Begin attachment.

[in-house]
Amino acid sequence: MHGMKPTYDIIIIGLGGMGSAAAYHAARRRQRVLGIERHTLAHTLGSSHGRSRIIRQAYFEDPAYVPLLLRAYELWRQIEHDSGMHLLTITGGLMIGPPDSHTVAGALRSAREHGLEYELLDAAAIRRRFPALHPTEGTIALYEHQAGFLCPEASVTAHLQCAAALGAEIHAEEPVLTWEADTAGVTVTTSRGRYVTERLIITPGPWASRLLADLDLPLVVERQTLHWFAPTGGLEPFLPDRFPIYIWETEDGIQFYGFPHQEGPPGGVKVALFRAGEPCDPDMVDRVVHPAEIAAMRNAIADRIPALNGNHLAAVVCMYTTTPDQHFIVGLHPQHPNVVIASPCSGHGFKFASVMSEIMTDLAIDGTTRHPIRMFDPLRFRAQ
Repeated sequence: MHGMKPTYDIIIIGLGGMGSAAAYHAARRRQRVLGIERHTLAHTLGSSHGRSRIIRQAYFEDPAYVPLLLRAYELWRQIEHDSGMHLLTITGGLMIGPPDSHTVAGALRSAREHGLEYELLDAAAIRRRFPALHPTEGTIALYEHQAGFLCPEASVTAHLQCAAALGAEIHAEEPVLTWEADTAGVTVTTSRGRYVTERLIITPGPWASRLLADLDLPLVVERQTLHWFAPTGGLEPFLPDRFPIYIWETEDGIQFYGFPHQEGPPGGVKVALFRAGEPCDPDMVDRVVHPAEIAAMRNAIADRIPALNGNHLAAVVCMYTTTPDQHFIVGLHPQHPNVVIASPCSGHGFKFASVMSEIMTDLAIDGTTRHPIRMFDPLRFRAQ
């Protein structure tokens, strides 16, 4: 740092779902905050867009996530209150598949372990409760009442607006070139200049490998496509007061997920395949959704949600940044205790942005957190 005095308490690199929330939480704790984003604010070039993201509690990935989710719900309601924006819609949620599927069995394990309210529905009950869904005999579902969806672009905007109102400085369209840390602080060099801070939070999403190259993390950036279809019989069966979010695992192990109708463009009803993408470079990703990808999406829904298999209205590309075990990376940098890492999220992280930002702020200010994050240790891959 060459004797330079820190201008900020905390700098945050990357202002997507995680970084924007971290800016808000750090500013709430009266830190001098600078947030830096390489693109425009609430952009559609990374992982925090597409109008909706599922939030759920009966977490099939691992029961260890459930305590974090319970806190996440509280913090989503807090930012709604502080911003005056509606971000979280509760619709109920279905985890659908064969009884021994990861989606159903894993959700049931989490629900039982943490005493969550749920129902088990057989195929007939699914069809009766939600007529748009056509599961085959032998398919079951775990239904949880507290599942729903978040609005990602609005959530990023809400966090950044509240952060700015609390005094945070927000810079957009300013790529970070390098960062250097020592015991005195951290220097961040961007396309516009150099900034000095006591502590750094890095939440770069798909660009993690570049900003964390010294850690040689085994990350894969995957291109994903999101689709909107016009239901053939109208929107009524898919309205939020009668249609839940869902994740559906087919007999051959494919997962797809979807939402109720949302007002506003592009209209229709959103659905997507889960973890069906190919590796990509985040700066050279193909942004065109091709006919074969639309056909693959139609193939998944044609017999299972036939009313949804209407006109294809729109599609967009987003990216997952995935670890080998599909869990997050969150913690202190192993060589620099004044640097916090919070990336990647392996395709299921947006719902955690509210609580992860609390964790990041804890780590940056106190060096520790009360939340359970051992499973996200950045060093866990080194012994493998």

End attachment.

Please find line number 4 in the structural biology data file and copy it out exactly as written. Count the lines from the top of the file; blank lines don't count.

């Protein structure tokens, strides 16, 4: 740092779902905050867009996530209150598949372990409760009442607006070139200049490998496509007061997920395949959704949600940044205790942005957190 005095308490690199929330939480704790984003604010070039993201509690990935989710719900309601924006819609949620599927069995394990309210529905009950869904005999579902969806672009905007109102400085369209840390602080060099801070939070999403190259993390950036279809019989069966979010695992192990109708463009009803993408470079990703990808999406829904298999209205590309075990990376940098890492999220992280930002702020200010994050240790891959 060459004797330079820190201008900020905390700098945050990357202002997507995680970084924007971290800016808000750090500013709430009266830190001098600078947030830096390489693109425009609430952009559609990374992982925090597409109008909706599922939030759920009966977490099939691992029961260890459930305590974090319970806190996440509280913090989503807090930012709604502080911003005056509606971000979280509760619709109920279905985890659908064969009884021994990861989606159903894993959700049931989490629900039982943490005493969550749920129902088990057989195929007939699914069809009766939600007529748009056509599961085959032998398919079951775990239904949880507290599942729903978040609005990602609005959530990023809400966090950044509240952060700015609390005094945070927000810079957009300013790529970070390098960062250097020592015991005195951290220097961040961007396309516009150099900034000095006591502590750094890095939440770069798909660009993690570049900003964390010294850690040689085994990350894969995957291109994903999101689709909107016009239901053939109208929107009524898919309205939020009668249609839940869902994740559906087919007999051959494919997962797809979807939402109720949302007002506003592009209209229709959103659905997507889960973890069906190919590796990509985040700066050279193909942004065109091709006919074969639309056909693959139609193939998944044609017999299972036939009313949804209407006109294809729109599609967009987003990216997952995935670890080998599909869990997050969150913690202190192993060589620099004044640097916090919070990336990647392996395709299921947006719902955690509210609580992860609390964790990041804890780590940056106190060096520790009360939340359970051992499973996200950045060093866990080194012994493998």